The kibbutz movement was important in the creation of Israel and in its early days of independence. The kibbutz bred many military leaders, perhaps because of its emphasis on communal living and goals. A disproportionate number of the early political leaders and intellectuals also had a kibbutz background. But as the New York Times recognized in an article last September, the socialist zeal that propelled the kibbutz movement in its early days has now largely disappeared. A trend that began more than 40 years ago accelerated in the 1980s as the kibbutzim lost many young members and failed to attract new ones. Many were forced into bankruptcy, and the future of the movement seemed exceedingly dim unless they changed their ways.
Self-interest and family orientation are products not of capitalism but of a human nature developed under evolutionary pressure over eons. They will outlive any utopian experiment.
The vast majority of the kibbutzim that remain have embraced change. They have expanded into industry and even real estate; they now allow a substantial degree of private ownership and private enterprise; pay is no longer equal but is significantly related to productivity; and parents and children live and eat together in their own homes. Those changes may have prevented the kibbutz movement from disappearing, along with many past utopian experiments, but they have not restored its relevance. The kibbutz has become of little importance in the Israeli economy, which has shifted toward privately owned high-tech companies, as well as privately owned farms, including cooperatives, for agricultural output is much less important than it was during the heyday of the kibbutz.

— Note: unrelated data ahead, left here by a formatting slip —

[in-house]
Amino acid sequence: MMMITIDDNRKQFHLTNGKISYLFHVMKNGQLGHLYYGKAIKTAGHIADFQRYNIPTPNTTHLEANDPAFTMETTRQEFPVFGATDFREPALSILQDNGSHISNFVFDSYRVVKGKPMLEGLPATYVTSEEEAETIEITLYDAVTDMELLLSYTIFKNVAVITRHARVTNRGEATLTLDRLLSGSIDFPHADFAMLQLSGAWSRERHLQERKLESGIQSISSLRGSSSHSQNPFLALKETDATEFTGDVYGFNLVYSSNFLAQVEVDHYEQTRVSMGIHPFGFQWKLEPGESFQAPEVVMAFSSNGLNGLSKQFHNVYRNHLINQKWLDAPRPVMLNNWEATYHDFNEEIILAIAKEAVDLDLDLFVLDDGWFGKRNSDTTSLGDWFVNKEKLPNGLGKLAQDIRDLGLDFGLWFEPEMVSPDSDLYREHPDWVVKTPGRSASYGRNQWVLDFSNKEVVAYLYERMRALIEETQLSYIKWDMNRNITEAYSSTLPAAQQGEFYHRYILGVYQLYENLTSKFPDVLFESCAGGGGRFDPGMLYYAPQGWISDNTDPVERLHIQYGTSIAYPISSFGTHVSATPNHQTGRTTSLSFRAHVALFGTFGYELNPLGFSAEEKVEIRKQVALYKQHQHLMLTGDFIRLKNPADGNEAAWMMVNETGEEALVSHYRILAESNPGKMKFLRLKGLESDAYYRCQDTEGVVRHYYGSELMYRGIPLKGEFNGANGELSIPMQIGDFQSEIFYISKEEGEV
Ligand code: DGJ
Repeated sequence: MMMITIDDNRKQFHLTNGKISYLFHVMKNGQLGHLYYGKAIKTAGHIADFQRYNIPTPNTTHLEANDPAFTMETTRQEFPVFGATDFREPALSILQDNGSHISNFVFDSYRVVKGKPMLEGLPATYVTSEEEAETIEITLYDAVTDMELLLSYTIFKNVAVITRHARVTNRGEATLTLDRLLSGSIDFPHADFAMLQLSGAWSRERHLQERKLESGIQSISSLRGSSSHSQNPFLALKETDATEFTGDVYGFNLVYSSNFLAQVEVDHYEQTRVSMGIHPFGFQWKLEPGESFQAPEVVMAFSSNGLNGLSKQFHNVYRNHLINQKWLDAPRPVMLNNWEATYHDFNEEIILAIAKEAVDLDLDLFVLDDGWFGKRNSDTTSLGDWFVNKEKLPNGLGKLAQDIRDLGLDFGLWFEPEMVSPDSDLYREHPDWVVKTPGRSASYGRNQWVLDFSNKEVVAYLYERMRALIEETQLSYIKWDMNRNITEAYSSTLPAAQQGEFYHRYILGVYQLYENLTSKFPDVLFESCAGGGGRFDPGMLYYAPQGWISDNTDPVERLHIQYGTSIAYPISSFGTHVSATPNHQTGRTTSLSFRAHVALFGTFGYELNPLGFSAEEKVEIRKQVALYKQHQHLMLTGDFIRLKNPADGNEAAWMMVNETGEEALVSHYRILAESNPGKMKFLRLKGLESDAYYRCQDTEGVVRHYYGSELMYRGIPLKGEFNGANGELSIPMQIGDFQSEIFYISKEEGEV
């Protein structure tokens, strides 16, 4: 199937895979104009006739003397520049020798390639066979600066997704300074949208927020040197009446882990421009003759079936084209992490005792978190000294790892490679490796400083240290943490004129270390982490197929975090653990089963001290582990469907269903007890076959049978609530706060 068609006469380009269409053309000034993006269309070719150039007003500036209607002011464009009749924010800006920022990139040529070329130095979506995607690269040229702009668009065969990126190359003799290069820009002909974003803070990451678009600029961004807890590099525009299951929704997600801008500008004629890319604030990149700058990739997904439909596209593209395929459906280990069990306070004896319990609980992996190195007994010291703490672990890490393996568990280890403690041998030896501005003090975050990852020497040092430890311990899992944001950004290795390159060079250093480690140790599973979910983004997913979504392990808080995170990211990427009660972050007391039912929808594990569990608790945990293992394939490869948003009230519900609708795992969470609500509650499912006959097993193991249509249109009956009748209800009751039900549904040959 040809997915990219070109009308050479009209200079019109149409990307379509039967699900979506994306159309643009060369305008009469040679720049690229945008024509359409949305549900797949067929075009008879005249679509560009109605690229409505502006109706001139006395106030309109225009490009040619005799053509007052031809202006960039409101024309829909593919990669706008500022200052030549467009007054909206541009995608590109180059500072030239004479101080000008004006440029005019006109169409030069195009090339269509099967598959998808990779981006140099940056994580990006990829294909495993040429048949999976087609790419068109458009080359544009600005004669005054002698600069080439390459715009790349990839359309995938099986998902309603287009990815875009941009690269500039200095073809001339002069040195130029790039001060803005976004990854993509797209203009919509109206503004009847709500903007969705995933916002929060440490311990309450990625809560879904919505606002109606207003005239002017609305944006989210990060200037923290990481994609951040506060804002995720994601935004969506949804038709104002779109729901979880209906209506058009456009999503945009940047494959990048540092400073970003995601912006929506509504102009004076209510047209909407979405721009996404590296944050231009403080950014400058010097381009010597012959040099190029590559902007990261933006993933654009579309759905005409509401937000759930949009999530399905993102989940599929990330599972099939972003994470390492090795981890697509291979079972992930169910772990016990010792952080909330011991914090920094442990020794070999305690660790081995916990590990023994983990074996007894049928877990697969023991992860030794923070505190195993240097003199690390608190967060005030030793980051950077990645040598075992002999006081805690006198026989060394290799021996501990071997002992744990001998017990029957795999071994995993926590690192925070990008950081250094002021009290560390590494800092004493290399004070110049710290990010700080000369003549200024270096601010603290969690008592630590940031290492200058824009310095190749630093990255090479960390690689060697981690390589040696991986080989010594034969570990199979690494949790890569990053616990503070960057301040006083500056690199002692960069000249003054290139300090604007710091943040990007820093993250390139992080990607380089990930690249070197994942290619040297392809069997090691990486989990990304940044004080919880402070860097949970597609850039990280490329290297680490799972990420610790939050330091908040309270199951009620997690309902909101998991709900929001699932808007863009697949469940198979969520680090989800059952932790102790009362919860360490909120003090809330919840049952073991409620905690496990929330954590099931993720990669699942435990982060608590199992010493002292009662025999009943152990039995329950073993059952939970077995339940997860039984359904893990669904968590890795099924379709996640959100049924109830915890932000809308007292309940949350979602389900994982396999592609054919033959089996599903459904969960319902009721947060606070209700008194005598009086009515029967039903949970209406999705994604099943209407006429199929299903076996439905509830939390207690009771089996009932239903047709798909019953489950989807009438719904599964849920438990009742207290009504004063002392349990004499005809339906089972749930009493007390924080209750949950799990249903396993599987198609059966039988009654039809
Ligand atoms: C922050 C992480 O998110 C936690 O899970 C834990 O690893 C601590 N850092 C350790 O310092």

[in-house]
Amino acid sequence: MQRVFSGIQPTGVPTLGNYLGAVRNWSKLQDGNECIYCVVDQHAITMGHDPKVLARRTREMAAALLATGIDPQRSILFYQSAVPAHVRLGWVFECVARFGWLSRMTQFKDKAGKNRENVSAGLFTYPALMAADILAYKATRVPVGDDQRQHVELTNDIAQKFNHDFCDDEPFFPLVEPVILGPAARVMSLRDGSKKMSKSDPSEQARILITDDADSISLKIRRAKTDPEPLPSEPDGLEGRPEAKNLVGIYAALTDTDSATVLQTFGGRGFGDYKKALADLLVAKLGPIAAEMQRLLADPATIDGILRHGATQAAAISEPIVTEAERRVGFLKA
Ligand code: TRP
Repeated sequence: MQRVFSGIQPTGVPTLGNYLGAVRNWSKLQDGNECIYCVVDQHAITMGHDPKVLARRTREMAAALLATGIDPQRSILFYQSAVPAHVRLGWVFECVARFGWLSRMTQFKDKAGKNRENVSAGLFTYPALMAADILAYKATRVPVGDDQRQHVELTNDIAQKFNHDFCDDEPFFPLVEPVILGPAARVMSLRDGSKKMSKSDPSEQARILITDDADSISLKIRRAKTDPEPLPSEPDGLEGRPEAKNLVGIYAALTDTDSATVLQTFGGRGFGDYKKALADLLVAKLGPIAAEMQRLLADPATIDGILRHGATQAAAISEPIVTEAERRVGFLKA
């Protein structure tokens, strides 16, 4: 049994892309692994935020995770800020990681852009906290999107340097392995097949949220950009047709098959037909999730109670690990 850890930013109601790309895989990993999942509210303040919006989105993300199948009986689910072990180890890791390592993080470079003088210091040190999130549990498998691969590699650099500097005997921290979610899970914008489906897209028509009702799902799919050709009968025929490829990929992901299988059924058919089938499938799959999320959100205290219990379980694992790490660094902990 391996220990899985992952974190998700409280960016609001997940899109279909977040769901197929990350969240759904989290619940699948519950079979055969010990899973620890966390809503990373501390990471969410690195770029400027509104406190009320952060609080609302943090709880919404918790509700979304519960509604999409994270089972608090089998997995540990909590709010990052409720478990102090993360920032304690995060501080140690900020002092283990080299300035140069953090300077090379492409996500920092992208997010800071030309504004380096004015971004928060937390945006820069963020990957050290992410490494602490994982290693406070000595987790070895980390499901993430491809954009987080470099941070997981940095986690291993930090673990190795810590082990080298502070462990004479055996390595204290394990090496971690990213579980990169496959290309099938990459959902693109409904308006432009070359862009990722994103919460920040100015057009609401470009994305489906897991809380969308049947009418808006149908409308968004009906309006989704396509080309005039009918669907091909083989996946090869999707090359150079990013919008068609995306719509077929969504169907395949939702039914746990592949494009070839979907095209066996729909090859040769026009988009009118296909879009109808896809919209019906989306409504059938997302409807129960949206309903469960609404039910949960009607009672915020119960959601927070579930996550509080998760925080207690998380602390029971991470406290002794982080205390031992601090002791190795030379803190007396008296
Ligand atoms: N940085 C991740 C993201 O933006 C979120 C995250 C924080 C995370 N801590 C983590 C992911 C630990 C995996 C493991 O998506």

The transformation of the kibbutz movement from avowedly socialist to mainly capitalist shows clearly in microcosm what has happened in socialist countries. Socialist countries, too, tried to divorce individual productivity from individual rewards. They also believed that self-interest was a relic of capitalism and that they could change human behavior to produce “a new socialist man” by abolishing private property and reorganizing society. Instead of the small scale of a kibbutz, countries such as China and the Soviet Union tried to create socialism on an enormous scale. Moreover, and this is crucial, whereas members of any kibbutz voluntarily joined and could leave at will, Russians and Chinese had no choice about whether they wanted to work on collective farms or in government-run enterprises; they could leave only with extreme difficulty and at personal risk.
Utopian socialistic experiments like the kibbutz movement, and countries that tried to create large-scale efficient socialism, all failed for the same reasons. Their participants did not realize that while pioneer zeal and revolutionary momentum could sustain a collectivist and other-serving mentality for a short while, these could not be maintained as the pioneers died off or became disillusioned and as revolutionary circumstances stabilized. Self-interest and family orientation are products not of capitalism but of a human nature developed under evolutionary pressure over eons. Yes, human altruism is abundant, toward both family and outsiders, and the latter might sustain a society for a brief time. But only a deep ignorance of history can foster the belief that propaganda and leaders’ enthusiasm can build an effective, long-term society out of people’s desire to help institutions— be they kibbutz or country—rather than themselves and those close to them.
This essay appeared in the Becker-Posner blog on September 2, 2007.